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...the basket mast...any info. on why?

 
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bargami



Joined: 11 Dec 2007
Posts: 75
Location: Richmond, Virginia

PostPosted: Tue Jan 15, 2008 9:45 am    Post subject: ...the basket mast...any info. on why? Reply with quote

I'm putting this up to see whether any of the experts have some knowledge as to why American warships, both pre-dreadnoughts
and dreadnoughts, had these odd-looking basket masts, i.e.
what was their practical purpose? Our navy seems to have been
the only one to use them, and in dreadnoughts that went into
the interwar era they were replaced with tripods.

From an aesthetic point of view I think they made our dreads,
among the homeliest out there, kind of like floating transmitting
stations or power platforms, especially those that had two of
them.
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Jefgte



Joined: 27 Feb 2007
Posts: 65
Location: France

PostPosted: Tue Jan 15, 2008 5:39 pm    Post subject: Reply with quote

US basket mast are higher than other BBs with tripod mast.
For the same high, tripod is certainly heavier.

They are also les vulnerable when hit than tripod mast.

In mechanical, a multi tubular structure is stronger than a structure made with a few biger tubes.

Personnaly, for the look, I prefer tripod rebuilt in the 25'-30'.



Jef
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Harley



Joined: 23 Oct 2005
Posts: 131
Location: Great Britain

PostPosted: Tue Jan 15, 2008 6:15 pm    Post subject: Reply with quote

Really, less vulnerable? Wasn't it Michigan which managed to have one of her cage masts keeled over by wind?

The tripod may have been heavier but it could also support the weight of equipment needed in the tops for decent fire control, a fact confirmed by the General Board of the US Navy even before war's end.

Harley
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bargami



Joined: 11 Dec 2007
Posts: 75
Location: Richmond, Virginia

PostPosted: Wed Jan 16, 2008 9:24 am    Post subject: Reply with quote

After reading your reply I caught up with your information. Appears that
that "Michigan" incident you site helped lead to a report submitted to the
Navy Dept. comparing basket vs. tripod. Looks like the underlying
intent is to defend the existing arrangement, but even as they're trying
to do this they can't help but acknowledge the problems with the
American mast and the possible advantages of adopting tripod.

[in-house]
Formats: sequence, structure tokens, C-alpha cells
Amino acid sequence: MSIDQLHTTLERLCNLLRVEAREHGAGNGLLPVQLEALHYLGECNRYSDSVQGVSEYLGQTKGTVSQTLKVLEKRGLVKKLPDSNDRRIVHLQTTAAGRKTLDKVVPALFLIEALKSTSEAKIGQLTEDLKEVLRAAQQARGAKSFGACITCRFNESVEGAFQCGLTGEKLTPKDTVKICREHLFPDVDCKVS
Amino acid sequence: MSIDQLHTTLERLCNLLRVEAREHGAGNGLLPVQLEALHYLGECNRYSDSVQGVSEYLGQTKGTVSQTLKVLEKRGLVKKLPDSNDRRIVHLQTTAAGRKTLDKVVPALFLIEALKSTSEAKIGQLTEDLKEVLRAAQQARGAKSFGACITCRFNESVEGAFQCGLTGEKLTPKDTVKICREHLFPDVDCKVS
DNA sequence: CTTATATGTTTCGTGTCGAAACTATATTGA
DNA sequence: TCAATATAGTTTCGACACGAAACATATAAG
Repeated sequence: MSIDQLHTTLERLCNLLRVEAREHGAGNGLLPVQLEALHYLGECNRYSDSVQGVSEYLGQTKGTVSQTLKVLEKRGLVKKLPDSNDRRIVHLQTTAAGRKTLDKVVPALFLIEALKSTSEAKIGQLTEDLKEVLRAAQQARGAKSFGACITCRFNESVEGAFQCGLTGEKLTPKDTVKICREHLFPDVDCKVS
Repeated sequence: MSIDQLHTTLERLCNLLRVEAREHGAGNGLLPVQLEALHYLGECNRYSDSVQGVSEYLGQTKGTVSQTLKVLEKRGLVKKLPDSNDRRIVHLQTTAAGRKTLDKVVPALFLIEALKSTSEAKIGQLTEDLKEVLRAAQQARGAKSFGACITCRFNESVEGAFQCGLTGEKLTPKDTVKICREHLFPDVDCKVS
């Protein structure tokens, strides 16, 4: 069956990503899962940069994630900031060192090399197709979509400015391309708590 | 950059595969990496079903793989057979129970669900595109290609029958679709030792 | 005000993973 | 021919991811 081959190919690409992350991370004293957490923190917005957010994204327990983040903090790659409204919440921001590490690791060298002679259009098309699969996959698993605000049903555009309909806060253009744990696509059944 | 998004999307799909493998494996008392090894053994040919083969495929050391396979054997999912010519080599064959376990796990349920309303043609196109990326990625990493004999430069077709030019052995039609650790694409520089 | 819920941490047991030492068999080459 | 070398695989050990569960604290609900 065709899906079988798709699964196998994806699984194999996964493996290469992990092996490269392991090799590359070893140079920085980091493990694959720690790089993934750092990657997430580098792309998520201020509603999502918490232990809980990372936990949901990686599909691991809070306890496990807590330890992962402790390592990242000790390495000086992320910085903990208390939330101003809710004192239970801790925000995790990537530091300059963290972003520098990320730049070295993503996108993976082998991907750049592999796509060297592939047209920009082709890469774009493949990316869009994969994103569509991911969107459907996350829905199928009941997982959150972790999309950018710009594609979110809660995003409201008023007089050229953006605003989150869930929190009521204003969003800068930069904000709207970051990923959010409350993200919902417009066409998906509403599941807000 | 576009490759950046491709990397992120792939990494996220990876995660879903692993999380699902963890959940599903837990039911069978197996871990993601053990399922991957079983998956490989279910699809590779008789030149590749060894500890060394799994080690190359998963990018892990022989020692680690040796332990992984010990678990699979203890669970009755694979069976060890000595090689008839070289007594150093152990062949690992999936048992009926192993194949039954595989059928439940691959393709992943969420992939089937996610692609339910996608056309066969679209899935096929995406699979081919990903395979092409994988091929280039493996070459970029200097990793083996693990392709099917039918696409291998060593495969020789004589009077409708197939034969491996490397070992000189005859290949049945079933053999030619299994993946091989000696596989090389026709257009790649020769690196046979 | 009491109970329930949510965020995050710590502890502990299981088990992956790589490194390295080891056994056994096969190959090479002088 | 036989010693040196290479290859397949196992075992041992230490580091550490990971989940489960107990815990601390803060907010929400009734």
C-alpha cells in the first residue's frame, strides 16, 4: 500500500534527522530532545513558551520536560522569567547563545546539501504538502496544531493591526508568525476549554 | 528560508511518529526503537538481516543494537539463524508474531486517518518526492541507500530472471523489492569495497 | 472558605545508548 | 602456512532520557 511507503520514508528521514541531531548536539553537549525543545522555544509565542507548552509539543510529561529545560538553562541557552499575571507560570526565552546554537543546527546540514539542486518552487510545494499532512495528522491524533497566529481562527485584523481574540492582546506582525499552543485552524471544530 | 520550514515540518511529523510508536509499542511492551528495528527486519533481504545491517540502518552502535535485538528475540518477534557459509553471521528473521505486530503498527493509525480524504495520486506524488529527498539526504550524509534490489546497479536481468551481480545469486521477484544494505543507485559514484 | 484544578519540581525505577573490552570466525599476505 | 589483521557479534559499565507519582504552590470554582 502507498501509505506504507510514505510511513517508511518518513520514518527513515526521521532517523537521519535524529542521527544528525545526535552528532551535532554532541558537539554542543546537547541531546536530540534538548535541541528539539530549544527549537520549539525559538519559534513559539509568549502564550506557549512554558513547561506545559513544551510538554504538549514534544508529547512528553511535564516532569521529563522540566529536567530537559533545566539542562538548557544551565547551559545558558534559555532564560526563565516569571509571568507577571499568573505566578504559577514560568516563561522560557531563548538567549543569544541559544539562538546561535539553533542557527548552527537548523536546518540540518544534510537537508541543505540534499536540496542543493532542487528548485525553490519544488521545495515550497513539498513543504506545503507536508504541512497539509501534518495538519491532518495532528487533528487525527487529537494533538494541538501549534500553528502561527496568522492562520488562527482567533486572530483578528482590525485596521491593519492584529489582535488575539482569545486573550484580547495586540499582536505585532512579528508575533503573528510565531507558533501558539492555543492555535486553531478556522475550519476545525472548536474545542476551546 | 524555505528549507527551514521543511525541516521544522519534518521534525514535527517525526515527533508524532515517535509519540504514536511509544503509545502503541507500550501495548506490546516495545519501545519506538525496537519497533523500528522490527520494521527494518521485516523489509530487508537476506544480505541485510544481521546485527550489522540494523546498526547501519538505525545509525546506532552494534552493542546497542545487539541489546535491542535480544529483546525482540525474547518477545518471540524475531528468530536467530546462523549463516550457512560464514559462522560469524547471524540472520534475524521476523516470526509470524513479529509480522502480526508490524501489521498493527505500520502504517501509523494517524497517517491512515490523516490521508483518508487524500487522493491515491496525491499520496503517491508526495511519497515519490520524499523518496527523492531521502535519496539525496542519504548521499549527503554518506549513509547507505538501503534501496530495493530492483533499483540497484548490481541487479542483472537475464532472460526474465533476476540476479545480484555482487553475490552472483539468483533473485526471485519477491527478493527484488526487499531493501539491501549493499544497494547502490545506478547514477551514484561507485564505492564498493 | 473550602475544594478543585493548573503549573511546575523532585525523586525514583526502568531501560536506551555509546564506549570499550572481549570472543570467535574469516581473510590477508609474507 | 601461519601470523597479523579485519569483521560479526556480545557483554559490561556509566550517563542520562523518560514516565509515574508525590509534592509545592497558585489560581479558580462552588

Clearly these advantages were decisive in the end.

Still not sure of the rationale for it to start with. The report implies some
things; maybe involving weight or balance?
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Patia



Joined: 18 Sep 2005
Posts: 4
Location: Manchester England UK

PostPosted: Mon Jan 21, 2008 1:00 pm    Post subject: Basket or Cage Masts in US Warships Reply with quote

Commander William Hovgaard of the Massechusetts School of Naval Architecture writes in the 1910 edition of Janes Fighting Ships (amongst many other things) his approval of the 'lattice' or cage masts of US Dreadnoughts which he stated serves its intended purpose of insulating fire control from the shock of heavy gunfire and the vibration of stressed machinery.
This latter point is most interesting as in his excellent book The Battlecruiser HMS Hood - An Illustrated Biography 1916 - 1941, Bruce Taylor records servicemen reporting that when running at speed - this much later designed and improved ship than the original US lattice mast dreadnoughts was still unbearable in the spotting tops atop her tripod mast due to the transmission of vibration from the engine rooms, and had to undergo several attempts to fit dampers of one form or another to address this problem.
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bargami



Joined: 11 Dec 2007
Posts: 75
Location: Richmond, Virginia

PostPosted: Mon Jan 21, 2008 9:23 pm    Post subject: Reply with quote

Sounds like you've dug out the rationale, and there had to be one for a
design departure. And the advantages are understandable, even if there
may have been disadvantages which appeared over time.

I think it's important here that the United States Navy, in developing
and designing its warships, is operating at a great distance from the
navies of Europe, even while responding to developments there (and
in Japan). While building their own dreadnoughts, in company with their
development in Europe, American designers might be more likely to
make a bold departure. Another example would be plunging ahead
with the super-firing turret, about which the Royal Navy was cautious
for a few years (not criticizing that: there were legitimate concerns).

I'm not saying that all of the bold departures were right; just typically
American..
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